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That’s Fighting Talk (Or how, and why, I learned the language of the British Army)

Atlin Merrick Guest Blogger Janet Anderton Art Kim Le Patourel

Guest Blogger: Kim Le Patourel (Kizzia)
 
I don’t come from a military family, I didn’t grow up on or near an army base, I’ve never served—not even in the Territorial Army—and I doubt if I’d pass basic training due to physically not the best specimen going and, more importantly, being incapable of taking orders without question.
 
But I am, and have been for a very long time, utterly fascinated by the experiences of the men and women who serve Queen and Country in the British Army and find myself drawn to both reading and writing characters with military experience. This interest is, in fact, the reason that I fell in love with BBC’s Sherlock within the opening moments of "A Study in Pink," because they gave me Captain Watson who had been in the thick of the action in Afghanistan before they gave me anything else.
 
Up until I started to write BBC Sherlock fan fiction I had not attempted to write a character who had served in the modern British Army and I quickly realised that if I wanted to do Captain Watson justice then I needed to do some serious research.
 
Because fiction and movies can only take you so far in your understanding of something and the majority of my serious research into soldiers’ lives at that point had been in relation to WWI, which whilst helpful in a general sense didn’t give me anything meaningful to work with. After all, both warfare and civilian life has changed so dramatically in the last 100 years that WWI language compared to ‘Afghanistan’ language is a bit like speaking Welsh rather than Irish—they both have the same root but have diverged so significantly that they are no longer easily interchangeable.
 
So I went to library, I prowled the shelves of second-hand bookshops, I Googled and I Googled and I found, and then read, everything I could that was written by the men and women who served in Afghanistan. Most of their books had glossaries, most of which overlapped in part, but each had differences depending on regiment, rank and where and when in Afghanistan they had been posted.
 
So I made my own glossary—in the back of the notebook I was using at the time—combining all of their terms and including others that I needed explained and that they hadn’t included. I ended up having to tear all 26 pages out and they are now carried around in the back pocket of my current notebook, even though I don’t have to refer to them as much as I used to.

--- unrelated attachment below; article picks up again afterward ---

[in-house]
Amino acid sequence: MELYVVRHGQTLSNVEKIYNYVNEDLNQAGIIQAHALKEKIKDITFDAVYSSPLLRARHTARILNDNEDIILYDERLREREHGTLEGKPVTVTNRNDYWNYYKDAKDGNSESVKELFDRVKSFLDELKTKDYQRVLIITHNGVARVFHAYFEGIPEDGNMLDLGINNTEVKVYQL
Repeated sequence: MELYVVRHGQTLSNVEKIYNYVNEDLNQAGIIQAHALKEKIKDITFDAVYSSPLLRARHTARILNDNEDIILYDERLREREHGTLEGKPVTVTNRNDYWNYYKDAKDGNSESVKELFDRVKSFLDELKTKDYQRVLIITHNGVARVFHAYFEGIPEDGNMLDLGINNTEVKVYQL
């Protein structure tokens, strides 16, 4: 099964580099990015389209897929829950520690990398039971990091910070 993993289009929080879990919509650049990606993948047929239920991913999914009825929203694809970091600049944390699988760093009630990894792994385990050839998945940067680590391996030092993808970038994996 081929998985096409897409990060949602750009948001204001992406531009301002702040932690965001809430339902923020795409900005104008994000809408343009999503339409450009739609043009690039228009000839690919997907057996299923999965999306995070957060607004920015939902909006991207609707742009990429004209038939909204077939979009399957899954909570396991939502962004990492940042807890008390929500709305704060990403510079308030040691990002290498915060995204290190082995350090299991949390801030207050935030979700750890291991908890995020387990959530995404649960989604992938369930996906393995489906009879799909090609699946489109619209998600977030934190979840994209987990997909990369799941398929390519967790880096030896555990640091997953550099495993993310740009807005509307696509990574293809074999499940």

I reached out and contacted the servicemen and women who had written the books and asked them if they wouldn’t mind answering a few of my questions. I didn’t get one person saying no and from that I learnt things that weren’t in the books—like what it actually feels like to be shot in the shoulder and that the Army use 10 round magazines for the SIGs that were the standard handgun issue for the troops in Afghanistan.
 
I kept reading, kept adding to my master glossary and I began watching documentaries and films about the conflict, focusing on those made to be as true to life as they could be.
 
I also read up about Afghanistan, looked at photographs of the landscape, pinned a map of Afghanistan to the wall and marked out the area of UK Army control and the bases. I even got hold of phrase books in Pashto and Dari and read up on the experiences of the interpreters and the stories of the Afghanistan people caught up in a war that they could do nothing about.
 
I basically spent over a year as immersed as I could in the stories of the people who did the things I wanted to write about. After all, it was as close as I could ever (and would ever want to) come to going out there and doing it myself.
 
And doing this let me write fan fiction where Captain Watson was front and centre with confidence (the fic I’m most proud of is Lack of Color, if you’re wondering) and enabled me to produce a first draft of a novel which is set in pretty much equal parts between WWI and the Afghanistan Conflict (think Kate Morton’s style of novel but with added war and soldiers). It also gave me an understanding and empathy for those who serve that will never leave me.
 
And in case anyone thinks I’m saying that I could march into any barracks in the country and fit right in; I’m not. To any soldier who met me I doubt they’d even consider me a “wet behind the ears, so green they could plant me, raw recruit”. I’d be the obvious outsider from the word go.
 
For one thing, I fail on the one third of everything being a profanity and I’m rubbish at creating new swear words. For another I haven’t lived it. If I’m honest I don’t think anyone who hasn’t actually been a part of the British Army could ever be truly fluent because the speech patterns and slang are so tied to the experiences of serving and army life that all civilians will always be on the back foot.
 
But I can get by and I can, with care and continued emersion via the books and other media from real soldiers, speak it well enough to create believable stories. Which is all I ever wanted to do in the first place.
 
If anyone is interested in finding some things out for themselves, I have a list of resources relating to the British Army and the Afghanistan Conflict on my website and you can find it here. I’ve also got a page talking about my thoughts on BBC Sherlock’s John Watson with links to a few posts about things that relate specifically to him: Captain Watson and Afghanistan.
 
Kim Le Patourel, describes herself as an accountant by day and authoress by night, many of those authored stories can be found online under the name Kizzia.

Artwork (the name Sherlock Holmes in Morse code): Janet Anderton


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